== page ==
Banner Health agrees to pay $200k to settle potential HIPAA violations

The Office of Civil Rights continues to make good on its promise to "vigorously enforce" the right of patients to get timely access to their medical records.
By Kat Jercich
03:21 PM

HHS OCR Director Roger Severino (Photo by Aaron P. Bernstein/Getty Images)

The U.S. Department of Health and Human Services Office of Civil Rights announced on Tuesday that Banner Health had agreed to pay $200,000 to settle potential violations of the HIPAA Privacy Rule's right of access standard.

The Phoenix, Arizona-based health system operates 30 hospitals, in addition to its numerous primary care, urgent care and specialty care facilities. It had been accused of failing to provide individuals access to their medical records in a timely fashion.


According to a press release, OCR had received two complaints regarding Banner Health's affiliated covered entities.  

In the first, an individual claimed that she had requested access to her medical records in December 2017 and did not receive them until May 2018. 

In the second, a person said that it took until February 2020 for a Banner Health affiliate to send an electronic copy of his records that he requested in September 2019.  

"OCR’s investigations determined that Banner Health ACE entities’ failure to provide timely access to the requested medical records were potential violations of the HIPAA right of access standard," noted the press release.  

Banner also agreed to undertake a corrective action plan that includes two years of monitoring.  


The settlement is the 14th action in OCR's Right of Access Initiative, in which the agency promised to "vigorously enforce" the rights of patients to get timely copies of their medical records without being overcharged.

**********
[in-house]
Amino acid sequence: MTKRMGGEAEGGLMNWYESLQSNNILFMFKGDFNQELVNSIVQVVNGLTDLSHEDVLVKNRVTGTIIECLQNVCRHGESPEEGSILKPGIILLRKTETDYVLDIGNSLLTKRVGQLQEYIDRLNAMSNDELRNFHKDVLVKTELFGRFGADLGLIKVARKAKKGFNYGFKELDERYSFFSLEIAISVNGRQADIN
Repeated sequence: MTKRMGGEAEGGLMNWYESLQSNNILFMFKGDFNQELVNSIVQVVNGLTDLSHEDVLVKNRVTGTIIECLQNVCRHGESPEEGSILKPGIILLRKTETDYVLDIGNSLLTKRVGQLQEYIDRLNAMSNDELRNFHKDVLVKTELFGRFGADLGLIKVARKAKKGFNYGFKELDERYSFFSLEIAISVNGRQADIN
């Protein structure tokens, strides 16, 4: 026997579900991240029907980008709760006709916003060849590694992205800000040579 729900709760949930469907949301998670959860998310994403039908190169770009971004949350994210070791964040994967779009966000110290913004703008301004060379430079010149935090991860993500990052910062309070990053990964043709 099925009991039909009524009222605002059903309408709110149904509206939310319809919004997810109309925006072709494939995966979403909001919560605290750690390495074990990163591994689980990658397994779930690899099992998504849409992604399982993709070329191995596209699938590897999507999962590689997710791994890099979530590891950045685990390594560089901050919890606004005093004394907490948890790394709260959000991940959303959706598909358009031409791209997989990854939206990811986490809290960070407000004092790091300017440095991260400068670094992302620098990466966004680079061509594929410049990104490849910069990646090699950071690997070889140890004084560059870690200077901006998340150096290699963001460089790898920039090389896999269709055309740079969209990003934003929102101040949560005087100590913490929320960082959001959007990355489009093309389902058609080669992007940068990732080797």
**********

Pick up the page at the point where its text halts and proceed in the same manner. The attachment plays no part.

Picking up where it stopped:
Most recently, this past month, a Georgia-based practice Elite Primary Care agreed to take corrective actions and pay $36,000 to settle a potential violation of the HIPAA Privacy Rule.  

As Healthcare IT News' Mike Miliard reports, the enforcements come on the heels of proposed rulemaking from OCR that would overhaul some aspects of the HIPAA Privacy Rule. The agency's potential changes include shortening covered entities' required response time to no later than 15 calendar days (from the current 30 days), clarifying the form and format required for responding to requests for protected health information, requiring covered entities to inform patients about their right to obtain or to direct copies of PHI to a third party when a summary of PHI is offered in lieu of a copy, and reducing the identity-verification burden on individuals exercising their access rights.


"This first resolution of the year signals that our Right of Access Initiative is still going strong and that providers of all sizes need to respect the right of patients to have timely access to their medical records," said OCR Director Roger Severino.

Kat Jercich is senior editor of Healthcare IT News.

Twitter: @kjercich
Healthcare IT News is a HIMSS Media publication.

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